We start off the month with Vikram Chandra, professor at UC Berkeley and author of the new book Geek Sublime: The Beauty of Code. The Code of Beauty from Graywolf Press. As both a computer programmer and a novelist, Chandra explores the connections between art and technology in his first work of non-fiction.
“A fruitful exploration of computer-age aesthetics, when artists are making use of programming even as programmers consider themselves artists. . . . An engaging exercise in interdisciplinary thought, both elegant and eloquent. Besides, who can resist a text that works karma, Marcel Duchamp and iterative programming into a single thought?”—Kirkus Reviews
Chandra will discuss all this and more at City Lights, as he explores such varied topics as logic gates and literary modernism, the machismo of tech geeks, the omnipresence of an “Indian Mafia” in Silicon Valley, and the writings of Abhinavagupta, the eleventh-century Kashmiri thinker. Part literary essay, part technology story, and part memoir, it is an engrossing, original, and heady book of sweeping ideas.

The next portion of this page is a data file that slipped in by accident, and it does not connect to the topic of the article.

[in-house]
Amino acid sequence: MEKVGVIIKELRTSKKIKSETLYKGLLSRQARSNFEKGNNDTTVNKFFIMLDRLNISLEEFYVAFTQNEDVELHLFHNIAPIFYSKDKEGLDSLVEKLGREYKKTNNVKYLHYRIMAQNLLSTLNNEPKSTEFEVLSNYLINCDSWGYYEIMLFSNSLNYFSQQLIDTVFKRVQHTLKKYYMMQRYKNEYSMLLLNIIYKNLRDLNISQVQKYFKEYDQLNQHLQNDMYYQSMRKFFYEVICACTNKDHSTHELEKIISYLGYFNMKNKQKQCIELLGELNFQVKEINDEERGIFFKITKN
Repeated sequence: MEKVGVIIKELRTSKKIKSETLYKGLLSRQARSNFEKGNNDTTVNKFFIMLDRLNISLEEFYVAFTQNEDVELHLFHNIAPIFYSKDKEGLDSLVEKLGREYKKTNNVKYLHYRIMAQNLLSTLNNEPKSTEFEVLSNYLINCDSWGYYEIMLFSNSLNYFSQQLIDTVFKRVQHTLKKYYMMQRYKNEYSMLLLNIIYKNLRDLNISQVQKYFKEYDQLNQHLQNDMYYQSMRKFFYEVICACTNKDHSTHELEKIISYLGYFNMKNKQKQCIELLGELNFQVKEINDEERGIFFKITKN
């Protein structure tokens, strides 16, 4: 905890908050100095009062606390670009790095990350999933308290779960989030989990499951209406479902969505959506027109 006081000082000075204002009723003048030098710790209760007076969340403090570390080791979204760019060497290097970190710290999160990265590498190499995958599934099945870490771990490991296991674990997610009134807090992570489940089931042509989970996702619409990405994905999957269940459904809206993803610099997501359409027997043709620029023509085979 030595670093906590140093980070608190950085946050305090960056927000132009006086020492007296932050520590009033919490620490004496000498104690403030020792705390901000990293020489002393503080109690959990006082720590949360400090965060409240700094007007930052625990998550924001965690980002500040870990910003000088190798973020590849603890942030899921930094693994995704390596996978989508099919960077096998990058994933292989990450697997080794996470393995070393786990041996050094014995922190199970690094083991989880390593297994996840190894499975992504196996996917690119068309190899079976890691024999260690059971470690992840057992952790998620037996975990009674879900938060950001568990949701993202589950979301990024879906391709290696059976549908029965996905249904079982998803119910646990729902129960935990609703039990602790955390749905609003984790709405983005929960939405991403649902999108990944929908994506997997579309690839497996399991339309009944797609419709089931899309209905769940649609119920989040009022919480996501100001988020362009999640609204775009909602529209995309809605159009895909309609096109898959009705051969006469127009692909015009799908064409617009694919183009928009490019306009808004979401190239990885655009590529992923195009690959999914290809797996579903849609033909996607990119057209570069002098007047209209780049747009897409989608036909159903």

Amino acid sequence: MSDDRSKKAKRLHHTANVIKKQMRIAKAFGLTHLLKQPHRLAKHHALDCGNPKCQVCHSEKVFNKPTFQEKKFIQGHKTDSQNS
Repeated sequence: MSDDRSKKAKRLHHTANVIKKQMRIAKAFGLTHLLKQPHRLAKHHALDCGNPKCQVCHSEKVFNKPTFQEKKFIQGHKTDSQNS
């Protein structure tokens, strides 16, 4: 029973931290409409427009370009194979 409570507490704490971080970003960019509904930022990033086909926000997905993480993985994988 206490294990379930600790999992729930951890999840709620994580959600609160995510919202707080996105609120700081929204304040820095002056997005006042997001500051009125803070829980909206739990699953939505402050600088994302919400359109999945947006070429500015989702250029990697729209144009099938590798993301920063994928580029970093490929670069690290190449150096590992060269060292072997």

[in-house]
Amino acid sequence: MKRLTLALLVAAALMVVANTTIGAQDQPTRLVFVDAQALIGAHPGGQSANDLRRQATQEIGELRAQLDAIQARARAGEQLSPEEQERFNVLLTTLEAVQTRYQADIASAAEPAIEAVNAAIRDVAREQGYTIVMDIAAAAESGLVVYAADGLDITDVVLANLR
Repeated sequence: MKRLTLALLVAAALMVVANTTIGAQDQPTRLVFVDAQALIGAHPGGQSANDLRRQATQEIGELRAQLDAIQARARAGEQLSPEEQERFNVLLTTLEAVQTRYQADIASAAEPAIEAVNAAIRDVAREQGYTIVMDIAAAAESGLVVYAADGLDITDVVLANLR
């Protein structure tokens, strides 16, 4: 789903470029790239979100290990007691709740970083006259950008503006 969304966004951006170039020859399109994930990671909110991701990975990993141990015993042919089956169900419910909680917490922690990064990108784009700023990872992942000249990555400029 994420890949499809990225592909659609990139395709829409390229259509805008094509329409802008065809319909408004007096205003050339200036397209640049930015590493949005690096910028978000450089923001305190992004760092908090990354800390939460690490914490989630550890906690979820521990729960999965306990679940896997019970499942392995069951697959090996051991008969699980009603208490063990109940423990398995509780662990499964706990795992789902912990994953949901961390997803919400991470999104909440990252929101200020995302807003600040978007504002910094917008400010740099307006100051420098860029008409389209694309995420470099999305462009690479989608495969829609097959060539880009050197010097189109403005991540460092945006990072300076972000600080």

In this new book, which brings together previously untranslated works, art and poetry merge in ways never seen before. We are invited to hover between reading and looking, between the ineffable and the known, between body and spirit into a realm where it is possible to perceive “what one otherwise doesn’t perceive, what one hardly suspects at all.”
Conoley will discuss and read from the book and present a multimedia presentation to showcase Michaux’s art.